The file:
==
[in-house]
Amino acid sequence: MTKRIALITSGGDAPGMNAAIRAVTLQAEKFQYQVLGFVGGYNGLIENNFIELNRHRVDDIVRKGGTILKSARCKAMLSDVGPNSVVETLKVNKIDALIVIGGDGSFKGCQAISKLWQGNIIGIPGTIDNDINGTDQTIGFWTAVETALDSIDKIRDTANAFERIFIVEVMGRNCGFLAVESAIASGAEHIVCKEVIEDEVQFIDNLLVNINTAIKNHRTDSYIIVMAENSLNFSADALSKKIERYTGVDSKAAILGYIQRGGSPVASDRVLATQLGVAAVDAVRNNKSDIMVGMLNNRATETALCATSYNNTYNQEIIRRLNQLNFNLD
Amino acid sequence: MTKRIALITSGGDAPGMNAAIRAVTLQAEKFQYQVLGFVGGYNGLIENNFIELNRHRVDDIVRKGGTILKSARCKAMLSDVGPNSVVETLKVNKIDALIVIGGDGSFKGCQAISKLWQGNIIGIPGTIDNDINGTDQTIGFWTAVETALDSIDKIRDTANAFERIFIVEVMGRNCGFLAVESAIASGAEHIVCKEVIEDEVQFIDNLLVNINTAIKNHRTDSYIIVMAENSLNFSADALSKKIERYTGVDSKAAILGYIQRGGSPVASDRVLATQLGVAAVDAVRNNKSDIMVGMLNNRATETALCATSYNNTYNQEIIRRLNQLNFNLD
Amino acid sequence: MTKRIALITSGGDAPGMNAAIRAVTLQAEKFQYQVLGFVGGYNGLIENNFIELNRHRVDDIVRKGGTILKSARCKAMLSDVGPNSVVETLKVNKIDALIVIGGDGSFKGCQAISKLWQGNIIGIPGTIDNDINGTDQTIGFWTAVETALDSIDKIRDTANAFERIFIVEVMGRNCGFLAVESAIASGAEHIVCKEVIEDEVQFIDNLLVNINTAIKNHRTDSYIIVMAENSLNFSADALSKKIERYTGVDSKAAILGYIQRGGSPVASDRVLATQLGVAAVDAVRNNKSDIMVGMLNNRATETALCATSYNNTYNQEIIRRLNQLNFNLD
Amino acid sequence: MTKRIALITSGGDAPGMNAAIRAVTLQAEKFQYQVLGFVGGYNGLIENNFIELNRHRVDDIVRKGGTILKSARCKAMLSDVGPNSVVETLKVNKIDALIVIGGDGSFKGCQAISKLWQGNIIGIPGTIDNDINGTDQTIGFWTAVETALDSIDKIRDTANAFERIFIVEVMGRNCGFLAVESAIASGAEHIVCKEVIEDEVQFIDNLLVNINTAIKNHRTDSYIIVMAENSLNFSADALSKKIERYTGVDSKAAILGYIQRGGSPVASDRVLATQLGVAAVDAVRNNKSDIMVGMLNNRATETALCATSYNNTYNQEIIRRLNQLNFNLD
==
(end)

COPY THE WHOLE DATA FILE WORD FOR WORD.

[in-house]
Amino acid sequence: MTKRIALITSGGDAPGMNAAIRAVTLQAEKFQYQVLGFVGGYNGLIENNFIELNRHRVDDIVRKGGTILKSARCKAMLSDVGPNSVVETLKVNKIDALIVIGGDGSFKGCQAISKLWQGNIIGIPGTIDNDINGTDQTIGFWTAVETALDSIDKIRDTANAFERIFIVEVMGRNCGFLAVESAIASGAEHIVCKEVIEDEVQFIDNLLVNINTAIKNHRTDSYIIVMAENSLNFSADALSKKIERYTGVDSKAAILGYIQRGGSPVASDRVLATQLGVAAVDAVRNNKSDIMVGMLNNRATETALCATSYNNTYNQEIIRRLNQLNFNLD
Amino acid sequence: MTKRIALITSGGDAPGMNAAIRAVTLQAEKFQYQVLGFVGGYNGLIENNFIELNRHRVDDIVRKGGTILKSARCKAMLSDVGPNSVVETLKVNKIDALIVIGGDGSFKGCQAISKLWQGNIIGIPGTIDNDINGTDQTIGFWTAVETALDSIDKIRDTANAFERIFIVEVMGRNCGFLAVESAIASGAEHIVCKEVIEDEVQFIDNLLVNINTAIKNHRTDSYIIVMAENSLNFSADALSKKIERYTGVDSKAAILGYIQRGGSPVASDRVLATQLGVAAVDAVRNNKSDIMVGMLNNRATETALCATSYNNTYNQEIIRRLNQLNFNLD
Amino acid sequence: MTKRIALITSGGDAPGMNAAIRAVTLQAEKFQYQVLGFVGGYNGLIENNFIELNRHRVDDIVRKGGTILKSARCKAMLSDVGPNSVVETLKVNKIDALIVIGGDGSFKGCQAISKLWQGNIIGIPGTIDNDINGTDQTIGFWTAVETALDSIDKIRDTANAFERIFIVEVMGRNCGFLAVESAIASGAEHIVCKEVIEDEVQFIDNLLVNINTAIKNHRTDSYIIVMAENSLNFSADALSKKIERYTGVDSKAAILGYIQRGGSPVASDRVLATQLGVAAVDAVRNNKSDIMVGMLNNRATETALCATSYNNTYNQEIIRRLNQLNFNLD
Amino acid sequence: MTKRIALITSGGDAPGMNAAIRAVTLQAEKFQYQVLGFVGGYNGLIENNFIELNRHRVDDIVRKGGTILKSARCKAMLSDVGPNSVVETLKVNKIDALIVIGGDGSFKGCQAISKLWQGNIIGIPGTIDNDINGTDQTIGFWTAVETALDSIDKIRDTANAFERIFIVEVMGRNCGFLAVESAIASGAEHIVCKEVIEDEVQFIDNLLVNINTAIKNHRTDSYIIVMAENSLNFSADALSKKIERYTGVDSKAAILGYIQRGGSPVASDRVLATQLGVAAVDAVRNNKSDIMVGMLNNRATETALCATSYNNTYNQEIIRRLNQLNFNLD